In later studies the researchers showed how eating behaviour changes in ‘addicted’ rats when they have access to high-calorie food. Animals completely lost control over their eating behaviour, the primary hallmark of addiction. They continued to overeat even when they knew they would receive an electric shock. This shows how motivated (addicted) they were to consume palatable food. Control rats that were fed a normal diet decided to not eat rather than receive an electric shock.

Addicted rats were fed a diet that was modeled after the type that was thought to contribute to obesity – easy to obtain high calorie and processed foods like sausage, bacon and cheesecake. Rats always went for the worst type of food consuming double the number of calories as control rats. Rats began to bulk up dramatically soon after the experiments begun. When junk food was removed and they were placed on a nutritious diet (the salad bar option) the rats refused to eat. Not only that this hunger strike lasted for two weeks!!!!

The rats that showed the biggest ‘crash’ in brain reward circuits were the same that showed the biggest food preference for junk food. It was these same rats that kept on eating even when they anticipated being shocked. The authors believe that the reward pathways in the brain were so overstimulated that the system basically turned it itself off, adapting to the new reality of addiction, and it doesn’t matter whether its cocaine or cupcakes. When the animal overstimulates its brain pleasure centers with highly palatable food, the systems adapt by decreasing their activity. However, now the animal requires constant stimulation from palatable food to avoid entering a persistent state of negative reward (could be defined as punishment in my book). In other words not eating junk foods makes the rat feel depressed.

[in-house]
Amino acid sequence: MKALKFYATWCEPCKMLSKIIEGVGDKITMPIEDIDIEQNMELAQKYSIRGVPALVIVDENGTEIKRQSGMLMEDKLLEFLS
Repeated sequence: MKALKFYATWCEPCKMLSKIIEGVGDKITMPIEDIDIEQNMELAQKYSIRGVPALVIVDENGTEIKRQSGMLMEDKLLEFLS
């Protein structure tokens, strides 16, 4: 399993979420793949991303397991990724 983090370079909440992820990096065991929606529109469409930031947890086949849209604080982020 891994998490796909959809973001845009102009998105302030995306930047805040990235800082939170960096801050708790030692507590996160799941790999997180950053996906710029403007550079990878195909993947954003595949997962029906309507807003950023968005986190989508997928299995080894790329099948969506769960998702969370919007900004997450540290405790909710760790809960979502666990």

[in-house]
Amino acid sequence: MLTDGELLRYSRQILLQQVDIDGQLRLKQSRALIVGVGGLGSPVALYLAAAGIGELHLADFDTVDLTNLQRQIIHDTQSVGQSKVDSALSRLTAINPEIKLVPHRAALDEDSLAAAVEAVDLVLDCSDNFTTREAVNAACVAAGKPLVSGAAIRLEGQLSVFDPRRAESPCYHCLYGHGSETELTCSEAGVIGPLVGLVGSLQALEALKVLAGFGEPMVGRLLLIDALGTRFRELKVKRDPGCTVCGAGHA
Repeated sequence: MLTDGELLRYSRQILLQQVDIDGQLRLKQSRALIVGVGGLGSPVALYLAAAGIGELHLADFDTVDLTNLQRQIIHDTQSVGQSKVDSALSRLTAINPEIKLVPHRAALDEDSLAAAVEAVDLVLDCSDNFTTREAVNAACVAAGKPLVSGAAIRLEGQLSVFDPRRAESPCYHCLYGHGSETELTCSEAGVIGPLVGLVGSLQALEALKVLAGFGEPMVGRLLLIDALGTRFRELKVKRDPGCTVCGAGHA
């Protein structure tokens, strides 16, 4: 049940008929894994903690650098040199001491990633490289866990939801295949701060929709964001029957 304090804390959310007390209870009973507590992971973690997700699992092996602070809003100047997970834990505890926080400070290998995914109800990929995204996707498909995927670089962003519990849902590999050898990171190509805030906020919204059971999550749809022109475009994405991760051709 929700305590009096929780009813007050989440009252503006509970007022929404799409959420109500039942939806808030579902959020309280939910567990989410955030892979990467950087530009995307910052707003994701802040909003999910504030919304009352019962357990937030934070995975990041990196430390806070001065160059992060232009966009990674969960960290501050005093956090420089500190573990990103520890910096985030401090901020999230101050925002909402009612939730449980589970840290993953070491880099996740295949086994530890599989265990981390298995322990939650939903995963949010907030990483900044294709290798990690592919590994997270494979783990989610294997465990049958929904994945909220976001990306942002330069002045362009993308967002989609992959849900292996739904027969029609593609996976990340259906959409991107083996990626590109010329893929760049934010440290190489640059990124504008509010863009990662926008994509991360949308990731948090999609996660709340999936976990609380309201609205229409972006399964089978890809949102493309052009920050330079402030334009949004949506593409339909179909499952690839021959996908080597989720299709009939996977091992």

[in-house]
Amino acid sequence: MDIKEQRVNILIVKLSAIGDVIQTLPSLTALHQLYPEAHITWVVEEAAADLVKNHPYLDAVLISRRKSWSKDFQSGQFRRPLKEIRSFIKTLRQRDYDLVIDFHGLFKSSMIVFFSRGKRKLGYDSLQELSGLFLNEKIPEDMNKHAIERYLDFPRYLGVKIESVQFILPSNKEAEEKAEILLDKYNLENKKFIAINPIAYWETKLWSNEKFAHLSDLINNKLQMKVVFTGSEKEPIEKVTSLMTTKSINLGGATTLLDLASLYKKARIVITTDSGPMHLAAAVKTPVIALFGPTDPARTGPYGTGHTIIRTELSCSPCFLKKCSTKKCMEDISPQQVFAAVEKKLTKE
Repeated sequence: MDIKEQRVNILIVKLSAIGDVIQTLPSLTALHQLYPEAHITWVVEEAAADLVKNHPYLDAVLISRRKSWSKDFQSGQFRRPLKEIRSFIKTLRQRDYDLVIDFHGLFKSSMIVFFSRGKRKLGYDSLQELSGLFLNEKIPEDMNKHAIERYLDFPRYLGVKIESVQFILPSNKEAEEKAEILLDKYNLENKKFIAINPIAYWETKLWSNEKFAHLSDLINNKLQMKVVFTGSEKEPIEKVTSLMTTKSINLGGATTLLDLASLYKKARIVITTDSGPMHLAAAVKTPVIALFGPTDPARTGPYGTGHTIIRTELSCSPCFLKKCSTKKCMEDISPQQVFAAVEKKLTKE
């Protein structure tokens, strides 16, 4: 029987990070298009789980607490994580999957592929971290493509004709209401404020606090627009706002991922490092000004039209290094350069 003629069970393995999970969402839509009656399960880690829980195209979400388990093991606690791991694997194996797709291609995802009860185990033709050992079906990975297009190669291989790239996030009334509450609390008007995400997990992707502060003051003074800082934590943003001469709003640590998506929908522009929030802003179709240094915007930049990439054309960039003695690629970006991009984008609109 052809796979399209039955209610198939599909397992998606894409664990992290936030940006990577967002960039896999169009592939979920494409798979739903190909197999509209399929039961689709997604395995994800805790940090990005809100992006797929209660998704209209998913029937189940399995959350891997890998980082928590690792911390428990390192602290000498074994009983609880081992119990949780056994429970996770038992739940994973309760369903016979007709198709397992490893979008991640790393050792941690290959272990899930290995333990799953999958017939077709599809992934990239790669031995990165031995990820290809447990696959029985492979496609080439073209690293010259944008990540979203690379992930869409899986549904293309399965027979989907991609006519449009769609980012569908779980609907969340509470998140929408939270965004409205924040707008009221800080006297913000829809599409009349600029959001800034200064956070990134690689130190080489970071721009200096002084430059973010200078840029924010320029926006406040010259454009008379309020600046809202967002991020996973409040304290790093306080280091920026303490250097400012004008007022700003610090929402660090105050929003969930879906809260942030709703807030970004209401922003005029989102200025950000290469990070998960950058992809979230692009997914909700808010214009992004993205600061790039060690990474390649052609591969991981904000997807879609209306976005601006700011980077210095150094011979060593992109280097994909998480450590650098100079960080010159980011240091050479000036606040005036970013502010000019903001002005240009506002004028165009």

After showing that obese rats had clear addiction-like food seeking behaviors, researchers investigated the underlying molecular mechanisms that may explain these changes. They focused on a particular receptor in the brain known to play an important role in vulnerability to drug addiction and obesity – the dopamine D2 receptor. The D2 receptor responds to dopamine, a neurotransmitter that is released in the brain by pleasurable experiences like food or sex or drugs like cocaine. In cocaine abuse, for example, the drug alters the flow of dopamine by blocking its retrieval, flooding the brain and overstimulating the receptors, something that eventually leads to physical changes in the way the brain responds to the drug. The new study shows that the same thing happens in junk food addiction.

In addition, levels of the D2 dopamine receptors were significantly reduced in the brains of the obese animals, similar to previous reports of what happens in human drug addicts. Remarkably, when the scientists knocked down the receptor using a specialized virus, the development of addiction-like eating was dramatically accelerated. The day after the dopamine receptors were knocked out in normal rats they began to show the same compulsive eating behaviours as those rats that had been overeating for several weeks.